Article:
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April 22, 2016  RSS feed
World News

Text: T T T

Netanyahu declares Golan forever; U.S., Germany disagree


From the Golan Heights, tourists look east to glimpse Syria. 
Photo courtesy of Israel Ministry of Tourism From the Golan Heights, tourists look east to glimpse Syria. Photo courtesy of Israel Ministry of Tourism (JTA) – A day after Israeli Prime Minister Benjamin Netanyahu’s declaration that “The Golan Heights will forever remain in Israel’s hands,” the United States and Germany both criticized that stance.

At an unprecedented weekly Cabinet meeting on April 17 held in Katzrin – a Golan city 120 miles north of Jerusalem and about 60 miles from Damascus, Syria – Netanyahu declared, “Israel will never come down from the Golan Heights.”

Netanyahu’s statements came following reports that a draft of a peace deal aimed at ending Syria’s 5-year-old civil war involves Israel relinquishing control of the area. There are an estimated 21,000 Israeli citizens and 22,000 Druze Arabs living in the Golan. The Druze there opted to retain Syrian citizenship rather than taking Israeli citizenship.

U.S. State Department spokesman John Kirby said that the Obama administration does not consider the Golan Heights to be part of Israel, despite Netanyahu’s assertion at the April 17 Cabinet meeting, Haaretz reported.

“The U.S. position on the issue is unchanged,” Kirby said at a daily media briefing at the State Department in Washington. “This position was maintained by both Democratic and Republican administrations. Those territories are not part of Israel and the status of those territories should be determined through negotiations.”

Earlier in the day, a spokesman for the German Foreign Ministry said, “It’s a basic principle of international law and the UN charter that no state can claim the right to annex another state’s territory just like that,” according to Haaretz.

The Arab League and Hezbollah also criticized Netanyahu’s statement about the Golan Heights.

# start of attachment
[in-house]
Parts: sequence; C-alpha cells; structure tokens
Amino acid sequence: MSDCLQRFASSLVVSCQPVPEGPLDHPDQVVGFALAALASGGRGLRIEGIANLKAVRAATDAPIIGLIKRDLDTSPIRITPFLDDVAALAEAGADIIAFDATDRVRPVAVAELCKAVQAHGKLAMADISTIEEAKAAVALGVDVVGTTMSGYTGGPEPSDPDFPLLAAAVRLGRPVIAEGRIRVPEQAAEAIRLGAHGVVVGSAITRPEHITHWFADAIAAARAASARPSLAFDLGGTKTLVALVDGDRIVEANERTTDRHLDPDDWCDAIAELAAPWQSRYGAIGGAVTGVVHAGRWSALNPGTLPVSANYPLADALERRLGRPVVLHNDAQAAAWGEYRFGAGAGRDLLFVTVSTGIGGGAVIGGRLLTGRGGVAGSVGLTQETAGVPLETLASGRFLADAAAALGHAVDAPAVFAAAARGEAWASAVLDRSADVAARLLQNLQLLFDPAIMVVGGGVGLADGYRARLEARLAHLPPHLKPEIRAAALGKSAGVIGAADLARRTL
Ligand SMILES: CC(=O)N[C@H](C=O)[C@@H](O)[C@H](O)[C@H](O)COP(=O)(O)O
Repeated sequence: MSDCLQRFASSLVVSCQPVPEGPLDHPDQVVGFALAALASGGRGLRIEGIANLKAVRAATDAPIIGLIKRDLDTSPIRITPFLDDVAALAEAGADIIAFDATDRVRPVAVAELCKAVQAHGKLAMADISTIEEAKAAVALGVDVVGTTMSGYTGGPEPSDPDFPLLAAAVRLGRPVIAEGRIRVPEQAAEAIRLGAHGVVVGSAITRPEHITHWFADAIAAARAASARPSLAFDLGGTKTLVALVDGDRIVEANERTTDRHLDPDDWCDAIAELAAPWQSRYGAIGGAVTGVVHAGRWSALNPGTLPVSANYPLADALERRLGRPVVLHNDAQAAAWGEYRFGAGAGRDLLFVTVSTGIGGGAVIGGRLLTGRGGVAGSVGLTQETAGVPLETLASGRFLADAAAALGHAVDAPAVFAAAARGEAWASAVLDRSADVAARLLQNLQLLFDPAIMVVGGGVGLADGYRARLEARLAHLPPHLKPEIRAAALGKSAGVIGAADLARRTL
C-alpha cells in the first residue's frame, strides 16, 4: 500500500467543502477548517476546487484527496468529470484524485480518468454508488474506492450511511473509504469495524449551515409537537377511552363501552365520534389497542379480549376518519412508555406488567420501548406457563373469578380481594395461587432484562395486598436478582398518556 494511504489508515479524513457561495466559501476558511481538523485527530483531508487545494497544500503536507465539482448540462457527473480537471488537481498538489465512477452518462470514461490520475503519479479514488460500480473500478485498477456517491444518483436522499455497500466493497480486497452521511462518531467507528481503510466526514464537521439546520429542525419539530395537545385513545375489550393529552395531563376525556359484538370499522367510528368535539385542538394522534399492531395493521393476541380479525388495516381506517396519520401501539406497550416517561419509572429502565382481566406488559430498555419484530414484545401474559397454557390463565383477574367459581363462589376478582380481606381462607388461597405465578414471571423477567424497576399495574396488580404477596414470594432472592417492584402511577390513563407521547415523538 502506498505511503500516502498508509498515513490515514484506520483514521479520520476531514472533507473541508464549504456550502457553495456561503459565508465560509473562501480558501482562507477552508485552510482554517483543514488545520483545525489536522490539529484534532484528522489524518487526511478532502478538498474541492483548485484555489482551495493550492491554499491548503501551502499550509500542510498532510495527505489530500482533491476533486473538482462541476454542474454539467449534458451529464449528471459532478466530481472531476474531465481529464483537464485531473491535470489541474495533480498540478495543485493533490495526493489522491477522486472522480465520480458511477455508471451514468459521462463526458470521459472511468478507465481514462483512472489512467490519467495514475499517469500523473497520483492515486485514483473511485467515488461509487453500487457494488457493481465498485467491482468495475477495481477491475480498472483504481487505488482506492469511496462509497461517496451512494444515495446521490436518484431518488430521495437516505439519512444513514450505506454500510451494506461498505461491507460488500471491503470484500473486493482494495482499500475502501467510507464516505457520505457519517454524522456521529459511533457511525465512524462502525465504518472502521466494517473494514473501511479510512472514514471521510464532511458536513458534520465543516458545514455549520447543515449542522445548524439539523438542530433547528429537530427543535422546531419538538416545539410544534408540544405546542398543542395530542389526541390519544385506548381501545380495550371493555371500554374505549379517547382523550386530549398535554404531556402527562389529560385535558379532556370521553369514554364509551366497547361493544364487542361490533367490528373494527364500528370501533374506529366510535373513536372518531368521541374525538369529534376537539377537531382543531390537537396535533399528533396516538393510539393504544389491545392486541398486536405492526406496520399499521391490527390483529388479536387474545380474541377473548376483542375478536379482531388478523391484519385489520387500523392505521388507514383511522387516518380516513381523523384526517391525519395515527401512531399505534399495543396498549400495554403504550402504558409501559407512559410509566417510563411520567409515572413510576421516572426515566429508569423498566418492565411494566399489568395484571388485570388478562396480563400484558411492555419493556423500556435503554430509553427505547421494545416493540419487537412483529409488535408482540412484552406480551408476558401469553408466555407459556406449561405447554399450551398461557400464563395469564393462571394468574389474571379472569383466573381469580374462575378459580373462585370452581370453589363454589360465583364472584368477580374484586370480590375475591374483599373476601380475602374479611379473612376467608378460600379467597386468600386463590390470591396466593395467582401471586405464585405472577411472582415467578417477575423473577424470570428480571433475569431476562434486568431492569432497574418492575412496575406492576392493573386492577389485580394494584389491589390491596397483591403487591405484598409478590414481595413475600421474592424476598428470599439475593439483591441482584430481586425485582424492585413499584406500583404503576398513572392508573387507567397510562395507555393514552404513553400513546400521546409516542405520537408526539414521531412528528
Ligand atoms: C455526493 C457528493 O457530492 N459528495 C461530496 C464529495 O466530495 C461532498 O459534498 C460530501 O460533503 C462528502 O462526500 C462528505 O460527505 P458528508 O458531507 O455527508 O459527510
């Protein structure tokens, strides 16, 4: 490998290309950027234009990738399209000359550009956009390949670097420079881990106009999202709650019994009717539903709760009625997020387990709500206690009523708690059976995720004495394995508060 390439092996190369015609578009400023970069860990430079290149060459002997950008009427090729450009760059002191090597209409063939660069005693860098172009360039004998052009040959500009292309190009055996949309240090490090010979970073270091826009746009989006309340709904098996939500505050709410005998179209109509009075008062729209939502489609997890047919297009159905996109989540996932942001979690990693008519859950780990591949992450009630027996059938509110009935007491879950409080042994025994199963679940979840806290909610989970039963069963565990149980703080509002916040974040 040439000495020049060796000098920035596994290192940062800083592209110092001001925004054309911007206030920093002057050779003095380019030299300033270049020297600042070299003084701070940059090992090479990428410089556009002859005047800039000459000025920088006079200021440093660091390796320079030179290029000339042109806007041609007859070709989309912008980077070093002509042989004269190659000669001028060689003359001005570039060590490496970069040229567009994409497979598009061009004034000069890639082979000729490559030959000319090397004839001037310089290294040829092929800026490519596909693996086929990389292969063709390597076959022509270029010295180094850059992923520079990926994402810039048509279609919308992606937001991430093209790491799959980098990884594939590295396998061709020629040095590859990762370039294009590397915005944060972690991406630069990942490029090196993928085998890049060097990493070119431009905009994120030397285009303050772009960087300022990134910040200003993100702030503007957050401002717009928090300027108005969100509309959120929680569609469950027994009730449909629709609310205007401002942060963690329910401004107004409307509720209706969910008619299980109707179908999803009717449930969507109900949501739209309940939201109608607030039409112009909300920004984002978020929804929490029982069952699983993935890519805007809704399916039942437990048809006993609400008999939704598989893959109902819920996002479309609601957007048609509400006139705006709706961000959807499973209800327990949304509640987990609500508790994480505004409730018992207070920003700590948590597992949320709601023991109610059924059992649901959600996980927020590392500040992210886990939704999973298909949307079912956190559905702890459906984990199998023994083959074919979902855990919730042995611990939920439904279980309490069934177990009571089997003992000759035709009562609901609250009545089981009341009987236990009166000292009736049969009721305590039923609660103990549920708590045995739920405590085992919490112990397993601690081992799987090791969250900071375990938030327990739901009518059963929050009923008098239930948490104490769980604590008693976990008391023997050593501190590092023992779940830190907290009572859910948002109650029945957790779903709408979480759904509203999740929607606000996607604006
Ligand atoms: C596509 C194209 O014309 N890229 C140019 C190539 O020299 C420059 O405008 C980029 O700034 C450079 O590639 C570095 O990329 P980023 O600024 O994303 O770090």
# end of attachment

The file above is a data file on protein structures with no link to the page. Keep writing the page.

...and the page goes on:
Israel wrested control of the Golan from Syria during the Six-Day War of 1967 and officially annexed it in 1981, a move never recognized by the international community.

Until the Syrian civil war began in 2011, rumors had frequently abounded that it would be returned as part of an Israel-Syria peace deal.

Israel had already signed treaties with Egypt in 1979 and Jordan in 1994. As Israel and the Palestinians flirted with a final accord in the 1990s, Israelis wondered if peace with Syria, their last major Arab adversary, was also in the offing. Prime Minister Yitzhak Rabin declared at a 1994 Cabinet meeting that he would be willing to agree to a phased with- drawal from the Golan Heights in exchange for full peace and normalization. But those talks – as well as subsequent rounds through 2000 and again in 2008 – went nowhere due to enduring gaps in the two sides’ positions.

As with the Palestinian negotiations, Israelis who opposed withdrawal from the heights mounted a vigorous public protest campaign. They argued the Golan was an essential strategic asset that Israel couldn’t cede. For years, bumper stickers displaying the slogan “the nation with the Golan” freckled cars, lampposts and public spaces. In 2008, a poll showed that 59 percent of Israelis opposed giving back the Golan, with only 25 percent supporting withdrawal.

As Syria’s war has become only more complex, opponents of Golan withdrawal are claiming vindication. Some on the right have drawn a link between returning the Golan and withdrawing from the West Bank, calling them equally foolish.

Speaking last June at the Herzliya Conference, Israel’s premier defense gathering, pro-settler Jewish Home Chairman Naftali Bennett called for Israel to quintuple the Golan’s Jewish population to 100,000 within five years.

“Whom should we give the Golan to, to al-Nusra? To al-Qaida?” he asked at the conference, referring to terror groups in Syria. “Why do they still not recognize the Golan? What’s the reasoning? If we had listened to the world, we would have given away the Golan, and ISIS would have been on the Sea of Galilee.”

While a population surge is unlikely, Israel’s Cabinet voted April 17 to devote additional funds to the Golan as a show of permanence there. Through 2018, Israel will spend an additional $2.3 million on culture, energy efficiency and preservation of historical sites in the area.


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